Mummified Cat|jon_downes|jon@cfz.org.uk|02/02/04 at 20:36:33|jon_downes|xx|0|217.44.226.11|http://news.scotsman.com/edinburgh.cfm?id=81422004

A MUMMIFIED cat discovered in one of Edinburgh’s oldest buildings by
workers restoring a painted ceiling is to go on display in a city museum.

The well-preserved skeletal figure was found above a fireplace in a
disused room of Moubray House in the Royal Mile.

Experts believe the cat was deliberately placed there nearly 300 years ago
as part of a superstition designed to frighten off evil spirits.

The cat was discovered when the Cockburn Conservation Trust, which has its
office in the building, had arranged for a ceiling erected in the 1920s to
be removed five years ago.

Workmen were busy dismantling a section to uncover the elaborately
decorated original ceiling underneath when the cat suddenly fell to the
floor.

Laura Norris, director of the Cockburn Conservation Trust, said the
workmen were stunned by the discovery.

She said: "I was downstairs and could hear rather a lot of screaming. It
was quite funny to see these big, strong men so surprised."

The trust contacted the National Museums of Scotland to find out if they
were interested in exhibiting the unusual find.

Andrew Kitchener, curator of mammals and birds at the National Museums of
Scotland, said he believed the mummified cat was placed there during the
early 18th century.

He said: "There was a small fragment of a letter alongside it with the
date 1725 in one corner. We think that may be the time it was put there.

"It was quite common during that period for dead cats to be placed in the
wall cavities of homes to bring good luck and to drive away vermin. They
tend to turn up in old houses now and again.

"Sometimes a dead mouse or rat would be put there too so the cat would
know what kind of vermin it was supposed to be scaring away."

The animal is now set to play a central role in an exhibition at the Royal
Museum of Scotland in Chambers Street on felines from around the world.
The show will feature all 37 known species of wild cat from the largest,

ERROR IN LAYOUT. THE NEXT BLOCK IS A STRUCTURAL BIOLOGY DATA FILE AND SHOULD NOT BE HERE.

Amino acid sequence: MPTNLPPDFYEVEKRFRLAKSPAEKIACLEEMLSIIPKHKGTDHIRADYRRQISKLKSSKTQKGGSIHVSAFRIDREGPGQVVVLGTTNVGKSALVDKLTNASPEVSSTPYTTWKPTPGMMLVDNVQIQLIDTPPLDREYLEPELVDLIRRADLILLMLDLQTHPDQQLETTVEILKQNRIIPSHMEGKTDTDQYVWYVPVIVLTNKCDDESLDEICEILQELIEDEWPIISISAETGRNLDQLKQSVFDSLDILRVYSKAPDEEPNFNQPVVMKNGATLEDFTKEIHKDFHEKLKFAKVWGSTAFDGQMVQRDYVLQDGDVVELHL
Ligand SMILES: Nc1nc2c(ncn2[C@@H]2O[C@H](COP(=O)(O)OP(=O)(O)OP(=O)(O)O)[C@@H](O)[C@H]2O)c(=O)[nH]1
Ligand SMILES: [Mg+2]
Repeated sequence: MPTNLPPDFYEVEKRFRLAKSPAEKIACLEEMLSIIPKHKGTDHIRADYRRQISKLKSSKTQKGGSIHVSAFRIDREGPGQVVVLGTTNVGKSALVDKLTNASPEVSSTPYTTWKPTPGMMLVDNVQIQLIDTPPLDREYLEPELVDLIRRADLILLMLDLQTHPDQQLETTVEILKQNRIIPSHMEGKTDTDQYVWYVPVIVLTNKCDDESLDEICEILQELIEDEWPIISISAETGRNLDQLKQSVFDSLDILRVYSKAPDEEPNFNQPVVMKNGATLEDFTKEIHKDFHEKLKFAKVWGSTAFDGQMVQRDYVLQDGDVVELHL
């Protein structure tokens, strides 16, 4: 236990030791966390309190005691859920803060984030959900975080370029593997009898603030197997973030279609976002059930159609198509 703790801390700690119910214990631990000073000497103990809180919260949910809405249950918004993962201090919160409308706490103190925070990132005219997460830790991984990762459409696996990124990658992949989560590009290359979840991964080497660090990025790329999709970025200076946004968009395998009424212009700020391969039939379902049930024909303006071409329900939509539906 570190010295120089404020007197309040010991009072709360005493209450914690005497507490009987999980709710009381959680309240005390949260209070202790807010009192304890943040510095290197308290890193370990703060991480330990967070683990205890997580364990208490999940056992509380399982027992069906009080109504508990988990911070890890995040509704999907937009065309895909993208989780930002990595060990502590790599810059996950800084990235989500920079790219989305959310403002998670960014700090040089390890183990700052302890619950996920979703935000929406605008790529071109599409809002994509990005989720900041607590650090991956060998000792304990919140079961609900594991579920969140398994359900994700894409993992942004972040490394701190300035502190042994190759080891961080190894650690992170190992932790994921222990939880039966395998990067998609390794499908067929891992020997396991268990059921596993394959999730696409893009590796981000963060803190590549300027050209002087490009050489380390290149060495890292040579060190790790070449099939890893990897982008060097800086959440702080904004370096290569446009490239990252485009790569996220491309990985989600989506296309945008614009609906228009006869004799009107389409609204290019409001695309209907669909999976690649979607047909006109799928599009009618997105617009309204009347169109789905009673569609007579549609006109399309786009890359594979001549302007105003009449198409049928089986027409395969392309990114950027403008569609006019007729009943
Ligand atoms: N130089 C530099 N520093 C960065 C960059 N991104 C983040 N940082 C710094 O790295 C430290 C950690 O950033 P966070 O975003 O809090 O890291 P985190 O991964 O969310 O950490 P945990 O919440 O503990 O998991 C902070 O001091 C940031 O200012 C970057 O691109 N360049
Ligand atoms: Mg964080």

the tiger, to the smallest, the rusty spotted cat from India and Sri
Lanka.

The exhibition, entitled Cats - The Ultimate Predators, starts on February
13.

Mr Kitchener added: "This cat will help to illustrate the relationship
between cats and people and show how the animals were often revered as
gods.

"The cat wasn’t mummified before it was placed there but over the years
the body would have dried out and became like that. The fur was lost a
long time ago so it is now just skin. It was an ordinary domestic cat."

Doctor Emily Lyle, of Edinburgh University’s School of Scottish Studies,
said the practice of putting dead animals into buildings was quite common
across Europe in the 18th century.

"The idea is that the life force coming from it gives strength to the
building," she said.

One theory is the cat was the victim of a ritual killing so that the body
could be put above the hearth as a good luck charm.

Apart from the cat and the letter, other items discovered in the room
included a thimble, pipes and oyster shells.

Moubray House is the oldest building on the High Street, as well as the
oldest occupied building in the city. Although the frontage dates from
around 1630, the house was originally built around 1477 by Robert Moubray.
It is believed Daniel Defoe, author of Robinson Crusoe, edited the
Edinburgh Courant there in 1710.

The Cockburn Conservation Trust has received a grant of £4800 from the
Architectural Heritage Fund to conduct a feasibility study into preserving
the room where the cat was found.
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